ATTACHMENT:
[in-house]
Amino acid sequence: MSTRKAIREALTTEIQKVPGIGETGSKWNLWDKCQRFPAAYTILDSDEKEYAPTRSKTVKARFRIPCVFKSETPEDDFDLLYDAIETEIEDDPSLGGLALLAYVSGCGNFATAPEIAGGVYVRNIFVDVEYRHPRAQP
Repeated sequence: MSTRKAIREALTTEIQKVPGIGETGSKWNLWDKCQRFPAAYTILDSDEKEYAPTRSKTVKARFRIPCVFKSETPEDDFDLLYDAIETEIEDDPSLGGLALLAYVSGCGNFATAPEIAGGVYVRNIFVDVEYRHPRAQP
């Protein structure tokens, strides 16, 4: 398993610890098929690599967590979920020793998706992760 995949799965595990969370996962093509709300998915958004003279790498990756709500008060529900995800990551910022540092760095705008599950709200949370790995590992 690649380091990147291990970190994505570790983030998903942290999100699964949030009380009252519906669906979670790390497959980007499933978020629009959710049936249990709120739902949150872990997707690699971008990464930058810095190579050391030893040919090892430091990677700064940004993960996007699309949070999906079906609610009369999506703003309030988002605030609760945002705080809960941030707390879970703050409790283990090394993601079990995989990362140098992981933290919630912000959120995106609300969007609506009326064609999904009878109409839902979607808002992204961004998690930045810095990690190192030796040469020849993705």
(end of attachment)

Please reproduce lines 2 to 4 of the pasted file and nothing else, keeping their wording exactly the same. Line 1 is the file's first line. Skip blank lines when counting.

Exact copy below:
Amino acid sequence: MSTRKAIREALTTEIQKVPGIGETGSKWNLWDKCQRFPAAYTILDSDEKEYAPTRSKTVKARFRIPCVFKSETPEDDFDLLYDAIETEIEDDPSLGGLALLAYVSGCGNFATAPEIAGGVYVRNIFVDVEYRHPRAQP
Repeated sequence: MSTRKAIREALTTEIQKVPGIGETGSKWNLWDKCQRFPAAYTILDSDEKEYAPTRSKTVKARFRIPCVFKSETPEDDFDLLYDAIETEIEDDPSLGGLALLAYVSGCGNFATAPEIAGGVYVRNIFVDVEYRHPRAQP
């Protein structure tokens, strides 16, 4: 398993610890098929690599967590979920020793998706992760 995949799965595990969370996962093509709300998915958004003279790498990756709500008060529900995800990551910022540092760095705008599950709200949370790995590992 690649380091990147291990970190994505570790983030998903942290999100699964949030009380009252519906669906979670790390497959980007499933978020629009959710049936249990709120739902949150872990997707690699971008990464930058810095190579050391030893040919090892430091990677700064940004993960996007699309949070999906079906609610009369999506703003309030988002605030609760945002705080809960941030707390879970703050409790283990090394993601079990995989990362140098992981933290919630912000959120995106609300969007609506009326064609999904009878109409839902979607808002992204961004998690930045810095990690190192030796040469020849993705």